Thought of the week
Next month it will be seven years ago that a retired Argentinian man found himself elected Bishop of Rome, the 265th successor of St Peter. As Pope Francis he has endeared himself to many. One of his objectives has been for us all to acknowledge the Church on the peripheries. To encourage us in this he has appointed cardinals from nations where the Catholic Church is numerically small, such as Burkhina Faso, Tonga and Sweden. He has gone to places such as the Central African Republic, the first pope to enter an active war zone and last week he travelled to Abu Dhabi to encourage there the vibrant migrant Church. In Rome too he has reached out to the homeless providing them with toilets, a laundrette and even, on one occasion, a dinner and private tour of the Vatican.
In his teachings, the Holy Father has stressed where we should look if it’s holiness we’re seeking. In an apostolic letter issued last year, and given the name ‘Gaudete et exultate’, he spoke of how we are all called to holiness. I like to contemplate, he wrote, the holiness present in the patience of God’s people; in those parents who raise their children with immense love, in those men and women who work hard to support their families, in the sick, in elderly religious who never lose their smile. In their daily perseverance I see the holiness of the Church militant. Very often it is a holiness found in our next-door neighbours, those who, living in our midst, reflect God’s presence.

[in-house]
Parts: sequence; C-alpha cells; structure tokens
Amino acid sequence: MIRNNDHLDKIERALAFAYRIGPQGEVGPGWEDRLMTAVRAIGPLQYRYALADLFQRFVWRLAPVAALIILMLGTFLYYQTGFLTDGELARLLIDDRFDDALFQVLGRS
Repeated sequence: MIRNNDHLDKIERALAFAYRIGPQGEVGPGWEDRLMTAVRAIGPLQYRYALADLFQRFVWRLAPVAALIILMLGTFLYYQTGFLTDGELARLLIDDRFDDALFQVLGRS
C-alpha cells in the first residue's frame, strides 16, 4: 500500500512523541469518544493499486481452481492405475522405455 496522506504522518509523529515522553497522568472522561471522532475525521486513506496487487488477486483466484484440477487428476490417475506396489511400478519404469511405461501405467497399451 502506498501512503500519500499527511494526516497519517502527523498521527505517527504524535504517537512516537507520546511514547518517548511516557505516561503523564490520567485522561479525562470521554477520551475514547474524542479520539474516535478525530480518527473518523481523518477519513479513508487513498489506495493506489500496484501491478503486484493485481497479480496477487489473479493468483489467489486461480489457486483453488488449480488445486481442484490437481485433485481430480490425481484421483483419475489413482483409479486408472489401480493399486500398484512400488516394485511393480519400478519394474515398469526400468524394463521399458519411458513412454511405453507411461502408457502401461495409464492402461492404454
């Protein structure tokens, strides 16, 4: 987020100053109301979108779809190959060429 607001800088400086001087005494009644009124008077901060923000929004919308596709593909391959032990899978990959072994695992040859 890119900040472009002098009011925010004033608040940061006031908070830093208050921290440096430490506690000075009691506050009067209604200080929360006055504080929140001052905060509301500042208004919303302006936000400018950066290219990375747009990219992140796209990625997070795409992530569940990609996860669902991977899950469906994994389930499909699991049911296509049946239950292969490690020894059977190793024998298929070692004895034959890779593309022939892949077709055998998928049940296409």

My late mum knew about the saints in our midst. I can remember how she would often comment at home on the holiness of Mr Baxter, our next-door neighbour. His wife was the verger of the local Anglican Church but he never accompanied her there and yet as my Mum observed he did more good for his fellow men and women than anyone else in our street. His DIY skills had saved many a house from domestic disaster, his fruit and veg was widely distributed and his looking out for the elderly always ensured that when they got sick he was ready to help with whatever needed doing. As we listen this Sunday to the start of the Sermon on the Mount as told by St Luke, we may notice that Jesus gives it to three groups: the Twelve, a large gathering of his disciples and a ‘great crowd from all parts.’ This detail tells us that from the start of his ministry Jesus did not forget those from the peripheries. He encouraged them to know that they reflect God’s presence just as much as those he had called to discipleship. While it’s great to see Pope Francis do the same in our own day we must ensure he’s not alone in acknowledging the holiness in our midst. Let’s fix our eyes on those who reveal it and be inspired, for in them, ‘is the kingdom of God.’